Promoted from the diaries by streiff. Promotion does not imply endorsement.
This weekend, President Trump took to Twitter to announce substantial tariff hikes on Chinese goods, a response to languishing trade talks, and an apparent attempt to bring China back to the table. The tweet is captured below. The short of it is that the current 10% tariff on roughly $200 billion of Chinese goods will increase to 25% this Friday. The president also teases that $325 billion of currently untariffed goods will also be going to 25%. In response, US equity markets have fallen about 1% in trading today, but are still up a whopping 16% year-to-date, which is good by any measure. The announcement also follows a major gain on Friday, when the jobs and wages report showed the picture of a robust and burgeoning economy.
As we all know, trade is one of President Trump’s signature issues, and in my opinion, is the entire reason he decided to run for office. He’s been talking about it since the 80’s when free trade really took off in the US. I believe that trade policy is the impetus for the slogan “Make America Great Again”, the implication being that America was great when we were a high-powered manufacturing nation, when a man could make a good living and support a family in a blue collar or middle management job, making products for export. That way of life has taken a major beating since the passage of NAFTA and other free trade agreements. 30 years later, the most attractive career options for our young people are either scraping by as a Starbucks barista, programming of some kind, or getting 3 Masters’ degrees at 40K a pop with the end goal of becoming a government bureaucrat.
Many politicians, including the recent presidents Clinton and Obama, have been promising to address the trade imbalance and make “free trade” be “fair trade”. With these empty promises, they garnered enough of the blue collar, union, and midwestern vote to constitute an electoral victory. Meanwhile, Republicans and Democrat politicians alike pranced down the free-trade yellow brick road, with more NAFTA-style agreements, while American manufacturing dwindled and withered. Barack Obama famously said that those jobs were “not coming back”.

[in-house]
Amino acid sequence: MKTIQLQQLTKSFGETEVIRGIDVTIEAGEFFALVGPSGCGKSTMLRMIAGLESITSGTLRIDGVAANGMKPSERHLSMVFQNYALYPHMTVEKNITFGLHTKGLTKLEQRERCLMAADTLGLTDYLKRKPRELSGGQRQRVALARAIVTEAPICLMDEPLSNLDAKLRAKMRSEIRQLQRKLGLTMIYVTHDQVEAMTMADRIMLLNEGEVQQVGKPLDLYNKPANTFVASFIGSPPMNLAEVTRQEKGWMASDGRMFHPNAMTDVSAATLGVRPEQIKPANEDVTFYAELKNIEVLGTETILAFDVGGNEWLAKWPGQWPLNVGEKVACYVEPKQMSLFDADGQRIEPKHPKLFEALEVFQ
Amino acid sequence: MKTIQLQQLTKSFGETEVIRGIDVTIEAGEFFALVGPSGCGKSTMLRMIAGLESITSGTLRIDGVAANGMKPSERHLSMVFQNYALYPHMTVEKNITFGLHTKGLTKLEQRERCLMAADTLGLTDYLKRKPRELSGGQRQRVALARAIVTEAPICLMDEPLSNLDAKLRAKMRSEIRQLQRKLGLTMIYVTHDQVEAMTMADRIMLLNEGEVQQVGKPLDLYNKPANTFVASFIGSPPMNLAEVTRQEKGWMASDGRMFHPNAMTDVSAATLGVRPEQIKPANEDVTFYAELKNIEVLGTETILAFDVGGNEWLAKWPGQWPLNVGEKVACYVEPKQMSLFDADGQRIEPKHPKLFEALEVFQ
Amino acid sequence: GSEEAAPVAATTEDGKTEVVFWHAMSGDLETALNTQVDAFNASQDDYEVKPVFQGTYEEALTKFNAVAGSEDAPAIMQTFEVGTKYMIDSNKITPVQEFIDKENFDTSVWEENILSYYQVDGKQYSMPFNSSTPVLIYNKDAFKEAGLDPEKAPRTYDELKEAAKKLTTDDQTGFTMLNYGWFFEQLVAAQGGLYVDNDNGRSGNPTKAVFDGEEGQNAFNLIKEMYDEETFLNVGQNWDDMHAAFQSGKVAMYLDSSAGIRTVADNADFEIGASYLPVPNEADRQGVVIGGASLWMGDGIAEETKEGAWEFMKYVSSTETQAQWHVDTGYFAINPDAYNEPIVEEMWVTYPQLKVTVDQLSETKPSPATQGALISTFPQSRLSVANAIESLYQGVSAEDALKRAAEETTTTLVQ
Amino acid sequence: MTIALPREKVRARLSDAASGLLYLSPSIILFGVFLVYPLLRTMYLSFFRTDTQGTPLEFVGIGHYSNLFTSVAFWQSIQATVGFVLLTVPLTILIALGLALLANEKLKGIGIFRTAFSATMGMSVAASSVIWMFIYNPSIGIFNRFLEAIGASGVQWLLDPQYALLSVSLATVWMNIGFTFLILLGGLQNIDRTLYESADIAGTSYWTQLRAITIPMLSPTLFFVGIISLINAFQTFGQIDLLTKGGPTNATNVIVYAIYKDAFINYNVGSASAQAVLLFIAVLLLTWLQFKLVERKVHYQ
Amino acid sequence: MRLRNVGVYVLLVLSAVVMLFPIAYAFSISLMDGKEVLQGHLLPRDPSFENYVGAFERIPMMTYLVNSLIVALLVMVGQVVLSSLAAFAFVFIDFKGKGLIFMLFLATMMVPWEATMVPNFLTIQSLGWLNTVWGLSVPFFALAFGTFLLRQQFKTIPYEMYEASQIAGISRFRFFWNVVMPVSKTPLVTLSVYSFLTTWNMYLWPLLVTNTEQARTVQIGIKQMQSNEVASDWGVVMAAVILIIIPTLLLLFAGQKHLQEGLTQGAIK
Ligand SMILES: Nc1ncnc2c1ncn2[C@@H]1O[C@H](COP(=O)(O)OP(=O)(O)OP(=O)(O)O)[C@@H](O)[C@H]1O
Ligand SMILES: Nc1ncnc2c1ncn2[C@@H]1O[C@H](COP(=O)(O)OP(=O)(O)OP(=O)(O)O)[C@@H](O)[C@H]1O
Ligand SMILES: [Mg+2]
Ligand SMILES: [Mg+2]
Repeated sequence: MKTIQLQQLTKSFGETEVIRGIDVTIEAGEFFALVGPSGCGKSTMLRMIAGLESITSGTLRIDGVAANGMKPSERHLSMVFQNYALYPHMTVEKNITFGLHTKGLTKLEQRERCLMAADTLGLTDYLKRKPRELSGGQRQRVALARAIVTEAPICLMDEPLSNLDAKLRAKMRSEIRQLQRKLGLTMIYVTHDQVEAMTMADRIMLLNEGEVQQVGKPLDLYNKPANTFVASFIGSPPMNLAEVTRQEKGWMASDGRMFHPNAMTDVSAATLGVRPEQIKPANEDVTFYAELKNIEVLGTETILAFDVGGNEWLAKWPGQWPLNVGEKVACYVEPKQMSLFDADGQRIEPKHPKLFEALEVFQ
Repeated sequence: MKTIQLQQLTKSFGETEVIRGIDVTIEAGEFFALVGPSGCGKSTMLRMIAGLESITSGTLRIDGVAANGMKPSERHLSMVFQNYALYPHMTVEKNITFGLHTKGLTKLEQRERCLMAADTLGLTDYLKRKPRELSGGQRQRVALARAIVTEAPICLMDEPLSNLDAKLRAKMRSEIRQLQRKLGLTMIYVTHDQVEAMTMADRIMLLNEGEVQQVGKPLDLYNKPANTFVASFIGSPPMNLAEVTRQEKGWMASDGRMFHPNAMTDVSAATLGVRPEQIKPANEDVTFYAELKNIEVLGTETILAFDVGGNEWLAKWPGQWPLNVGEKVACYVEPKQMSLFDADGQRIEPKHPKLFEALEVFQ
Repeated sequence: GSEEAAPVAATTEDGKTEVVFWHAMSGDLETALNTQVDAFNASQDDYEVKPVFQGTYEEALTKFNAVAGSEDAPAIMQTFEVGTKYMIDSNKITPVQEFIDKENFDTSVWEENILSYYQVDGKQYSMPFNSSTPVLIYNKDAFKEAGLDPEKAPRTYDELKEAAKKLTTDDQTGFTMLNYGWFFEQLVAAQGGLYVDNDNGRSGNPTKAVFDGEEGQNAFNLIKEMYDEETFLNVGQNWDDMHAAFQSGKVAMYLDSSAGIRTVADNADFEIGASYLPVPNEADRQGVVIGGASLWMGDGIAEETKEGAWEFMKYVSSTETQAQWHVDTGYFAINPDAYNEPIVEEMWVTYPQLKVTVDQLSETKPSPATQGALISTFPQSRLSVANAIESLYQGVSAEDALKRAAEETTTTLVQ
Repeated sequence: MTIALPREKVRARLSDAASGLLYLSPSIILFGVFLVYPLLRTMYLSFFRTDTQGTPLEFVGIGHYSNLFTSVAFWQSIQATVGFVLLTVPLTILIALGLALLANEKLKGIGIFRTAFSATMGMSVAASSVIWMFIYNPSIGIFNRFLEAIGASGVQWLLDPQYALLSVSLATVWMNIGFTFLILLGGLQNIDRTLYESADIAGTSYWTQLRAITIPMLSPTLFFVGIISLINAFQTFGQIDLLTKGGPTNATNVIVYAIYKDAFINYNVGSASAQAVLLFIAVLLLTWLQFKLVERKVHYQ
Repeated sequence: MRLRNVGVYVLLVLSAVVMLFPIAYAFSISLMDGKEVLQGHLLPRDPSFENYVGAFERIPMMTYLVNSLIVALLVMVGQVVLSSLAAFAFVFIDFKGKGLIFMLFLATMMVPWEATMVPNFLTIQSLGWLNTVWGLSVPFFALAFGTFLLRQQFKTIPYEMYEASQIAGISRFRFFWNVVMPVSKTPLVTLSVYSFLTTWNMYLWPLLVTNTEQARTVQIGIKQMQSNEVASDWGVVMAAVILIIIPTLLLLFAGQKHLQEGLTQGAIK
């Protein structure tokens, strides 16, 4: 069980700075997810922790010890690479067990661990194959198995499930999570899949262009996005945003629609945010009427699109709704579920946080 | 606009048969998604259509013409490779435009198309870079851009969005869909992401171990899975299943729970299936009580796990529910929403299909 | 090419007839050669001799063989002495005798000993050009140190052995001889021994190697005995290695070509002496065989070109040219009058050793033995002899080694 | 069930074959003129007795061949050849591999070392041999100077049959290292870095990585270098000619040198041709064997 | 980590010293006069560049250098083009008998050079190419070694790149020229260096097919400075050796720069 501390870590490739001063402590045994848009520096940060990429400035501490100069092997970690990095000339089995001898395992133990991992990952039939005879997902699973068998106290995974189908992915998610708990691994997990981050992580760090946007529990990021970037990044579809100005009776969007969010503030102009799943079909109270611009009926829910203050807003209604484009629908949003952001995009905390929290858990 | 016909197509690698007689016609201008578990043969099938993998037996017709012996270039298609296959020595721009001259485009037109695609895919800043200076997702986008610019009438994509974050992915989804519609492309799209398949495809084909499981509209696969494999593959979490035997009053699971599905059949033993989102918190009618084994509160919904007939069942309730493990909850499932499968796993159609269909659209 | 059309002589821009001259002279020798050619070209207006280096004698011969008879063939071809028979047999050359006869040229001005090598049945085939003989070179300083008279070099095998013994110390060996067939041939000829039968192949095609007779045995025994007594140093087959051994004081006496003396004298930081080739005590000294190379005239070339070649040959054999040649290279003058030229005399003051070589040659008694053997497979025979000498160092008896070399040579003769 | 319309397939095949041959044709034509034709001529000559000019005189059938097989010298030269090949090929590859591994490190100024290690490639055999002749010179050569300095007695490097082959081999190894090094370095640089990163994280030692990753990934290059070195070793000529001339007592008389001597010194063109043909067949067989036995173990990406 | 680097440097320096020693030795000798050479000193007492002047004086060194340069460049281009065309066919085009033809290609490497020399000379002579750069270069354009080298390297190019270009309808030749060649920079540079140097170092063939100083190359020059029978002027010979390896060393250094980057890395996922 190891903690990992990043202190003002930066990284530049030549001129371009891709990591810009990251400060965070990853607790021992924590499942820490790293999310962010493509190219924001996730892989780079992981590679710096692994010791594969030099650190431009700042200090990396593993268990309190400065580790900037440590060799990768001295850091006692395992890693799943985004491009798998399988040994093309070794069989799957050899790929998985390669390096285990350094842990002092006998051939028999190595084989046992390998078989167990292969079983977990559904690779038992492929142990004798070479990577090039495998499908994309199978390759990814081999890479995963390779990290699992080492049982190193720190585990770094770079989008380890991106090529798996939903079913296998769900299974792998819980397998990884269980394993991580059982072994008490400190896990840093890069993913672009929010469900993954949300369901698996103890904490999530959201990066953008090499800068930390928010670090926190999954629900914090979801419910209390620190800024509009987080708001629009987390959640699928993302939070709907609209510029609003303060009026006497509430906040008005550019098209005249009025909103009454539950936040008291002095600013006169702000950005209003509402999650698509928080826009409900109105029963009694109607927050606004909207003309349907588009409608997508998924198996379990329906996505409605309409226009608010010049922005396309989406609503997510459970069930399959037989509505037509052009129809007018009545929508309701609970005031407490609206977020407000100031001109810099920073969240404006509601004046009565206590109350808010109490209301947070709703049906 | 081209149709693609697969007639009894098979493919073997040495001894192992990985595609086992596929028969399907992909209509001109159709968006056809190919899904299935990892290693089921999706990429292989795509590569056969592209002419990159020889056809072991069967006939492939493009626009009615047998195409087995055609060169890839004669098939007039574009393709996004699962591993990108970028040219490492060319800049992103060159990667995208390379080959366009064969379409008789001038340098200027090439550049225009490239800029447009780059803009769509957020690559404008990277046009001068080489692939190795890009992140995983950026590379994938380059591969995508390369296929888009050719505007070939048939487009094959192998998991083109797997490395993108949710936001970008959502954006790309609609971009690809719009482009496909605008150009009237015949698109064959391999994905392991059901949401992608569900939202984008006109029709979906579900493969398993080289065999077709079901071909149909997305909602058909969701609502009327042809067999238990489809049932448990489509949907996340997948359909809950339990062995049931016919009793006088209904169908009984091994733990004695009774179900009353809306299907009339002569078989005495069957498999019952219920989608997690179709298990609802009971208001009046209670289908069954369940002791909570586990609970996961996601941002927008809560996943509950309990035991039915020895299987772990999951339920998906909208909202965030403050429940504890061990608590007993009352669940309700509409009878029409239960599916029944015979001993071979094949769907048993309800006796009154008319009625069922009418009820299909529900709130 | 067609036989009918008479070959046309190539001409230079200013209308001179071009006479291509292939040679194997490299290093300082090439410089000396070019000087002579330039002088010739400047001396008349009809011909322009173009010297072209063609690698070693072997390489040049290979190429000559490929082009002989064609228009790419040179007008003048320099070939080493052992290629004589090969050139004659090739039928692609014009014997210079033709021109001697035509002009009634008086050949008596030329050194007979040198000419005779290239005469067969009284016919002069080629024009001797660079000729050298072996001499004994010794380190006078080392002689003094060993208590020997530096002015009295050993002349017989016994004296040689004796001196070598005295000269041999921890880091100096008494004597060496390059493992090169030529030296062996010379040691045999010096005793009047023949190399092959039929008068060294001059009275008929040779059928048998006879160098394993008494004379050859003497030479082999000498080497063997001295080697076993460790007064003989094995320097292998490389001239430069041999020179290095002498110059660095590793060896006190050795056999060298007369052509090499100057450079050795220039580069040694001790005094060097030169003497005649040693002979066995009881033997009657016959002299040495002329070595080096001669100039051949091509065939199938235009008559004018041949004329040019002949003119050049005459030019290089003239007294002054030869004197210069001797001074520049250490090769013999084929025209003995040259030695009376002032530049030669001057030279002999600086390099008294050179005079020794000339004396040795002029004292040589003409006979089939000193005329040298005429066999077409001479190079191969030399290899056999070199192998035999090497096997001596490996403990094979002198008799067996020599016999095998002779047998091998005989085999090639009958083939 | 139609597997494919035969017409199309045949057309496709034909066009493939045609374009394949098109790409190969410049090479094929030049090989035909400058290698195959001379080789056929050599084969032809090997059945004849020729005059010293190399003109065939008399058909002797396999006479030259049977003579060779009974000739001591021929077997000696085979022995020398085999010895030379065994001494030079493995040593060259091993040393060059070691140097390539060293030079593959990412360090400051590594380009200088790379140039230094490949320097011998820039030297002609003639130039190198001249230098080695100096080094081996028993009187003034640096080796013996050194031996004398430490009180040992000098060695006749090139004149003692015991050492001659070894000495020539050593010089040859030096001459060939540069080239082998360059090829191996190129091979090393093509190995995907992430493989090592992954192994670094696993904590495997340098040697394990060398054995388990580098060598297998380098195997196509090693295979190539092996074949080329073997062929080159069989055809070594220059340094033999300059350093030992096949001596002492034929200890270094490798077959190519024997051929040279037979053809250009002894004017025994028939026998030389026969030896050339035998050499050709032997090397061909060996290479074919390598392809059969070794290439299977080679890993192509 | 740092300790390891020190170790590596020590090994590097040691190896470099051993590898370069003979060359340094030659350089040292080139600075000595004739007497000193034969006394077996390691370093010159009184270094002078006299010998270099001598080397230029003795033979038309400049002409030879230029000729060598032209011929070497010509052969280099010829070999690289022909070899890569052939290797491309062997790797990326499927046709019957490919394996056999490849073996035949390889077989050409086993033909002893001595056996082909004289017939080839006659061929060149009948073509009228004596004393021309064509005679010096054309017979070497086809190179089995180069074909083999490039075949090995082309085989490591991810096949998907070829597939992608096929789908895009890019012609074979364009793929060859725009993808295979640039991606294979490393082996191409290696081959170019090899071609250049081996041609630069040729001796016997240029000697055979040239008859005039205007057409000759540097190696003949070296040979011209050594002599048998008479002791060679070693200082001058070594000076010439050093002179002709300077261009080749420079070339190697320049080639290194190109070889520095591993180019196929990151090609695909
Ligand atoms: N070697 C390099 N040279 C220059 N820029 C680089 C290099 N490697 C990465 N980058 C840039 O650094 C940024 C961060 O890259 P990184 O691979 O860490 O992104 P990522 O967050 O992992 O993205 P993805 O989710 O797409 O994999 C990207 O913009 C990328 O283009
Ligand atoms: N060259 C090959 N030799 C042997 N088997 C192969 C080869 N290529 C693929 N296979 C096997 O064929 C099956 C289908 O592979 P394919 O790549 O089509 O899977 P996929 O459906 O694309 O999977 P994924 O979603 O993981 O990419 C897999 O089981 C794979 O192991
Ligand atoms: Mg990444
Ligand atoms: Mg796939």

Then, in 2016, Donald Trump ran for president, and made trade a major part of his campaign. He promised to bring back jobs and rebuild American manufacturing. Tariffs were a big part of that platform, to the great consternation of many a free-trader. Since his election, Trump has used strategically placed tariffs as the stick part of a “carrot and stick” strategy to renegotiate trade deals with the world’s major powers. His administration has reached agreements with Europe, Canada, and Mexico, which now await senate ratification. And with those completed, his administration turned its attention to the world’s second-largest economy and America’s largest trading partner – China.
As we all know, China is a malign actor. They subsidize and control their domestic businesses enormously, which harms foreign competitors; they steal technology, while applying tariffs to other nations’ goods. It appeared that China was coming around earlier this year, which is why Trump postponed tariffs that were due to take effect in early March. Now, 2 months later, it appears that that good-faith delay has not been reciprocated by China, which is why Trump has decided to enact them after all.
Here on the domestic side, there is some gnashing of teeth from free traders that the tariffs will cost Americans money and business, which is of course true. The question is whether the loss will be more than made up in the long-term by the protection of American manufacturing. Only time can tell that, but to this point, after 2.5 years of Trumponomics, no one can yet gainsay it. It’s been a resounding success for America and the American people.
It is also worth noting that despite recent history, protection of American business through tariffs is very much Republican orthodoxy, going back to Abe Lincoln, William McKinley, and their Whig and Federalist predecessors, Clay and Hamilton. In their time, the US was a net importer, and the flooding of the market with cheap foreign goods would have crippled our domestic industries and left us reliant on foreign production. In the late 19th century, as US industry expanded and the country became a net exporter, the Republicans joined the Democrats as a free trade party in order to get reciprocal agreements from trade partners. It was best for business. But now, we are once again a net importer, and again are at risk of reliance on foreign goods. Re-enter the tariff.
From a numbers standpoint, there is no question that the US can win this trade war with any decent amount of resolve and patience. In 2017, the US had a GDP of $19.4 trillion, and exported $130 billion of goods to China, or 0.67% of our GDP. In 2017, China had a GDP of $12.2 trillion, and exported $505 billion of goods to the US, or 4.1% of their GDP. If trade between the US and China were to completely cease for a period of time, every one day of stopped trade for us is like 6 days for them. There will be some pain on the US side in the short term, it’s true. Stuff will cost a little more, and some exporters will sell less. But if we can weather that, and we can, China will blink before we will, we’ll get a better agreement, and it will be an unmitigated good for the US economy. No telling how long that will take, but it is a very likely event.